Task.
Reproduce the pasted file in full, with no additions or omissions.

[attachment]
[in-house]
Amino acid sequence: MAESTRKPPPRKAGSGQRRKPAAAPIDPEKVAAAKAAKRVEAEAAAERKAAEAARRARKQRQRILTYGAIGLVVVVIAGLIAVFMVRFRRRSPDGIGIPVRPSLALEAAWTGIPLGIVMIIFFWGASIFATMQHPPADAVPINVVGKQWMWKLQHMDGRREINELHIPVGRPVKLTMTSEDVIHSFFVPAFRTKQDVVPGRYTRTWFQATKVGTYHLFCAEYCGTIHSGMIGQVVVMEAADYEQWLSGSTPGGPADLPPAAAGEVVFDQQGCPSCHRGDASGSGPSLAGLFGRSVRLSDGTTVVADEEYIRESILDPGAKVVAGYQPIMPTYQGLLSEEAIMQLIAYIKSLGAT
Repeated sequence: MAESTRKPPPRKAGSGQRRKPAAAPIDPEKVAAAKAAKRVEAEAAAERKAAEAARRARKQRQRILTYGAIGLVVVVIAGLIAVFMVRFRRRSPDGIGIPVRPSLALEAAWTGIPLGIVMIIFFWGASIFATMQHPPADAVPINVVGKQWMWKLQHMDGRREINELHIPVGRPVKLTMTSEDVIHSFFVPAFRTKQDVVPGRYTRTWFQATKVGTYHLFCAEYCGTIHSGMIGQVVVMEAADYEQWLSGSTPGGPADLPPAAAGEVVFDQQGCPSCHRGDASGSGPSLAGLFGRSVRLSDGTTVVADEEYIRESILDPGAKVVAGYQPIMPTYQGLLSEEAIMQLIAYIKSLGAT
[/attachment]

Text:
[in-house]
Amino acid sequence: MAESTRKPPPRKAGSGQRRKPAAAPIDPEKVAAAKAAKRVEAEAAAERKAAEAARRARKQRQRILTYGAIGLVVVVIAGLIAVFMVRFRRRSPDGIGIPVRPSLALEAAWTGIPLGIVMIIFFWGASIFATMQHPPADAVPINVVGKQWMWKLQHMDGRREINELHIPVGRPVKLTMTSEDVIHSFFVPAFRTKQDVVPGRYTRTWFQATKVGTYHLFCAEYCGTIHSGMIGQVVVMEAADYEQWLSGSTPGGPADLPPAAAGEVVFDQQGCPSCHRGDASGSGPSLAGLFGRSVRLSDGTTVVADEEYIRESILDPGAKVVAGYQPIMPTYQGLLSEEAIMQLIAYIKSLGAT
Repeated sequence: MAESTRKPPPRKAGSGQRRKPAAAPIDPEKVAAAKAAKRVEAEAAAERKAAEAARRARKQRQRILTYGAIGLVVVVIAGLIAVFMVRFRRRSPDGIGIPVRPSLALEAAWTGIPLGIVMIIFFWGASIFATMQHPPADAVPINVVGKQWMWKLQHMDGRREINELHIPVGRPVKLTMTSEDVIHSFFVPAFRTKQDVVPGRYTRTWFQATKVGTYHLFCAEYCGTIHSGMIGQVVVMEAADYEQWLSGSTPGGPADLPPAAAGEVVFDQQGCPSCHRGDASGSGPSLAGLFGRSVRLSDGTTVVADEEYIRESILDPGAKVVAGYQPIMPTYQGLLSEEAIMQLIAYIKSLGAT